Mobile Now Makes Up 59% Of Facebook’s Advertising Revenue

The social network reported $2.27 billion in revenue, an 82% rise from the same period last year.

Mobile Now Makes Up 59% Of Facebook’s Advertising Revenue
[Image: Flickr user Christopher]

Facebook’s investments in mobile are paying off. The world’s largest social network reported $642 million in profit in the quarter ending March 31–a 193% increase from the same period last year. With $2.5 billion of revenue, the company’s top line jumped 72% year-over-year.


“Our goal is to make our ads as interesting and relevant to organic content you find on Facebook,” CEO Mark Zuckerberg said in a call with investors.

Higher rates charged for news feed ads, which see more user engagement compared with display ads on the right rail, helped propel advertising revenue, which totaled $2.27 billion–an 82% rise from the year-earlier period. “That’s our strongest year-over-year advertising growth rate in nearly three years,” said chief operating officer Sheryl Sandberg. “We continue to believe this is because Facebook has the best mobile ad product in the market.”

Mobile has been a strong driver of revenue, with ads making up 59% of total advertising revenue, up from 30% in the first quarter last year. Facebook also said Instagram, which it acquired to ramp up its mobile presence, has 200 million monthly users, up from 22 million two years ago.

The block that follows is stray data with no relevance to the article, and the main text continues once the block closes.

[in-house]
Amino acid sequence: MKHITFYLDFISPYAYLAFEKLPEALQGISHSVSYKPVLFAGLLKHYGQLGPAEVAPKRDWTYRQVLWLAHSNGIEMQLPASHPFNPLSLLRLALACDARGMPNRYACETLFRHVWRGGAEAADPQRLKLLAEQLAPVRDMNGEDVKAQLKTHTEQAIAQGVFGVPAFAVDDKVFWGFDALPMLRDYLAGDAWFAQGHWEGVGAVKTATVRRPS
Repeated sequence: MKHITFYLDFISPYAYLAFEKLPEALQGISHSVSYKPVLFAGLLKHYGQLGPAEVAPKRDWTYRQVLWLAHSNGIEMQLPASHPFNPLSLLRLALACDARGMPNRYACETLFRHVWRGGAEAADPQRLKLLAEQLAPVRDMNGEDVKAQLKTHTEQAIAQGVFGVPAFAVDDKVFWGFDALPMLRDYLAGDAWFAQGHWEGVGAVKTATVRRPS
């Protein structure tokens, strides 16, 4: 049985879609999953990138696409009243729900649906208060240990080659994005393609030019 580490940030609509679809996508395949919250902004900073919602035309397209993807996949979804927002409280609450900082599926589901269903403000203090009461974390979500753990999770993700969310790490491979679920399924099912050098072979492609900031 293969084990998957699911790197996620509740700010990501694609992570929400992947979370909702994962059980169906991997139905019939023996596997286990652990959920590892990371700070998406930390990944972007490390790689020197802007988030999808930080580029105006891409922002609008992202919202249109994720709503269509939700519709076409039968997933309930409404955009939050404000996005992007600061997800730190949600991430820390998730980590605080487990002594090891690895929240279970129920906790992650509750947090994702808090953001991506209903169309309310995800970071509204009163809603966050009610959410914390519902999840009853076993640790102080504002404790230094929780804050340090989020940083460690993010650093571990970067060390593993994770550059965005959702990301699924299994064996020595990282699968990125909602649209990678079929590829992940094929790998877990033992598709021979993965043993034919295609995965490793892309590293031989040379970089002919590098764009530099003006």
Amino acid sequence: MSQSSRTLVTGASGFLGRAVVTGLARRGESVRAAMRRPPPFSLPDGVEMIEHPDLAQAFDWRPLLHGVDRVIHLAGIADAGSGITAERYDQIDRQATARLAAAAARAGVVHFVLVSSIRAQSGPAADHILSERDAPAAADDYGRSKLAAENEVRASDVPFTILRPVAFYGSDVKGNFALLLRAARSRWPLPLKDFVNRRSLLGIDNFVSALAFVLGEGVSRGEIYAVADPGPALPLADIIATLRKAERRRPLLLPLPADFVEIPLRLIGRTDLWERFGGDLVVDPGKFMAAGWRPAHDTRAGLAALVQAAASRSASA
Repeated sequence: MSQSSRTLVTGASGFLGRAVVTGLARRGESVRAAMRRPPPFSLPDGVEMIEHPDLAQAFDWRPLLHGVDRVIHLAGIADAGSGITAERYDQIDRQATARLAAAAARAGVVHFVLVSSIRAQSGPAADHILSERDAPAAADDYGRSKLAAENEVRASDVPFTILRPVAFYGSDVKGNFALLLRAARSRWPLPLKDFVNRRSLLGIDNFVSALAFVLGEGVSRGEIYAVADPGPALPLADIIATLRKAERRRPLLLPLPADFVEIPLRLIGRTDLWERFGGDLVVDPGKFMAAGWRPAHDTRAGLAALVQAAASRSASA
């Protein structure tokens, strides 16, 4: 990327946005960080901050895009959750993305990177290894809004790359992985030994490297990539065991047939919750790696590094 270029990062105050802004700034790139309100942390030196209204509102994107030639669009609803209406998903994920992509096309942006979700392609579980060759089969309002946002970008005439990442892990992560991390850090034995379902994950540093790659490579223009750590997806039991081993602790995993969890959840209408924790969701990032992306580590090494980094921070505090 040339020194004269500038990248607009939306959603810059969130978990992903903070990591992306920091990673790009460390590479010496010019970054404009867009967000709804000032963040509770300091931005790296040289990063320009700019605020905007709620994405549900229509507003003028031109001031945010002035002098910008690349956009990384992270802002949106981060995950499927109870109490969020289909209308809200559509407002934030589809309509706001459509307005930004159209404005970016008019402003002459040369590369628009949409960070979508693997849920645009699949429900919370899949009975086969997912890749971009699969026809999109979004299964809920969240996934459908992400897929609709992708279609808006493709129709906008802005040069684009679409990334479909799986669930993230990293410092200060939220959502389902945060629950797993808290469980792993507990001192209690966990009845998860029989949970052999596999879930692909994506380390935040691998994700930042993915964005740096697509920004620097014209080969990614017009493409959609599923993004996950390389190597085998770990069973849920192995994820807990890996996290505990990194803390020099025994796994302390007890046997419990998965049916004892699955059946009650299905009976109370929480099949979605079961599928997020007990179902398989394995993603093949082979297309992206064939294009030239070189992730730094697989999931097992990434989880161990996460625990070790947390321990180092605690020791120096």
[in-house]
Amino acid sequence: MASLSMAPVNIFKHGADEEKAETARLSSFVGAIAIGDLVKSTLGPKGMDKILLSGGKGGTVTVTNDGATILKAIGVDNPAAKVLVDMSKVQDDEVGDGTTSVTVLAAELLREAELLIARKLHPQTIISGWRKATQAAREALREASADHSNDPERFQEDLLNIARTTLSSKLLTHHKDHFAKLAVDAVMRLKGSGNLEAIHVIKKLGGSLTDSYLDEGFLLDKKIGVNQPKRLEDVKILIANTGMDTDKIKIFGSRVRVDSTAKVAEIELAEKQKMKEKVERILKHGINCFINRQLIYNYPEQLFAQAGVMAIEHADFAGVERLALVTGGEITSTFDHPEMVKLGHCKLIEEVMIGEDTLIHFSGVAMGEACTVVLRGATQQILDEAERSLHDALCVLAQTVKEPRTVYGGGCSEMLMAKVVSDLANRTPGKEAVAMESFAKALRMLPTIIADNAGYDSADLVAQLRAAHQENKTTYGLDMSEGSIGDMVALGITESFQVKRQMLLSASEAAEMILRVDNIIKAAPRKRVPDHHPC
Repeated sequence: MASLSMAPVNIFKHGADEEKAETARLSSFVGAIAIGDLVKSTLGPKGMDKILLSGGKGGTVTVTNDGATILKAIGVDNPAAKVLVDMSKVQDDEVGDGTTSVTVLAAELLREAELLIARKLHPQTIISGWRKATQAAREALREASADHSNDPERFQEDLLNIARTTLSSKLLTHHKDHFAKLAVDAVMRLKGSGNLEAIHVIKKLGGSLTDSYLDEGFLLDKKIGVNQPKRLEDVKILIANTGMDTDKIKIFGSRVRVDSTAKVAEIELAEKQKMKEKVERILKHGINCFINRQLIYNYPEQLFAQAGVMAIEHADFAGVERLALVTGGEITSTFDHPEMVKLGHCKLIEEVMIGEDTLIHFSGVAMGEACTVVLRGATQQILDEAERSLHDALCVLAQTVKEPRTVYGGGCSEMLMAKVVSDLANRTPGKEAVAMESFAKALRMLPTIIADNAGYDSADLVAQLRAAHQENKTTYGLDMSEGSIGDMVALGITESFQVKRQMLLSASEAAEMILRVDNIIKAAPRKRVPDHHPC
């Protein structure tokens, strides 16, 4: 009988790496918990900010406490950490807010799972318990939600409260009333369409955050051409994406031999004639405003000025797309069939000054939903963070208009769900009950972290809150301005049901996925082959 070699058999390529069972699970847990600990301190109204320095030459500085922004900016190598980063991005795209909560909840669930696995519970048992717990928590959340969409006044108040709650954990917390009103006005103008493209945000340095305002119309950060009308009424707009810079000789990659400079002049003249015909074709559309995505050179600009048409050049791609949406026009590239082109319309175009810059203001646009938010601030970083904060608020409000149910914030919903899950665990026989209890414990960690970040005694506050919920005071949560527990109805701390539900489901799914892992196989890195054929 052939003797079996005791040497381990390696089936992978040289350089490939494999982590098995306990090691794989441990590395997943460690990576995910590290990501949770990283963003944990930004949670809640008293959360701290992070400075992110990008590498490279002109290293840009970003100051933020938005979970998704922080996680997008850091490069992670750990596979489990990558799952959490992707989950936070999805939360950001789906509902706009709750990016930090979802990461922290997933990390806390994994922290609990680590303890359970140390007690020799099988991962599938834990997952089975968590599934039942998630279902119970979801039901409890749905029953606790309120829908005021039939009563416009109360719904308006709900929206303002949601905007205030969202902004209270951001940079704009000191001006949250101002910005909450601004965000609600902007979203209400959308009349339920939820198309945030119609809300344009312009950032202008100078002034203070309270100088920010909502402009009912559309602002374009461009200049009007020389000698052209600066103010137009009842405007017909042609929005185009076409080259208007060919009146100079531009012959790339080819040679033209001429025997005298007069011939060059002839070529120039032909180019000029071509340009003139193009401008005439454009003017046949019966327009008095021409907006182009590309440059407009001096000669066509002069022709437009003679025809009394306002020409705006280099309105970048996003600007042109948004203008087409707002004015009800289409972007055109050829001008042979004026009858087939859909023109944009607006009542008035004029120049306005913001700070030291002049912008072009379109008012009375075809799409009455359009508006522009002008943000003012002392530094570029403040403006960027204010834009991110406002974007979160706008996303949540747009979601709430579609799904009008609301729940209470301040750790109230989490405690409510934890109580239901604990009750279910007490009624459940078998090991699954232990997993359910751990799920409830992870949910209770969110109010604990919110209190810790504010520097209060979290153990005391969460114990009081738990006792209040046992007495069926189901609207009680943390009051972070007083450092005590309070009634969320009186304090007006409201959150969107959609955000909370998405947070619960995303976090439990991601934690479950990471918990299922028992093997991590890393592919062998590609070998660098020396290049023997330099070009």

Overall, the company said it has 1.28 billion monthly active users as of March, and of that, 1.01 billion users accessed the social network from their mobile devices, a 34% increase from the same quarter last year. Of its 802 million daily active users, three-quarters, or 609 million, are on mobile.

The social network also announced chief operating officer David Ebersman will step down after five years. He will be succeeded by David Wehner, who currently serves as Facebook’s vice president of corporate finance and business planning.

About the author

Based in San Francisco, Alice Truong is Fast Company's West Coast correspondent. She previously reported in Chicago, Washington D.C., New York and most recently Hong Kong, where she (left her heart and) worked as a reporter for the Wall Street Journal.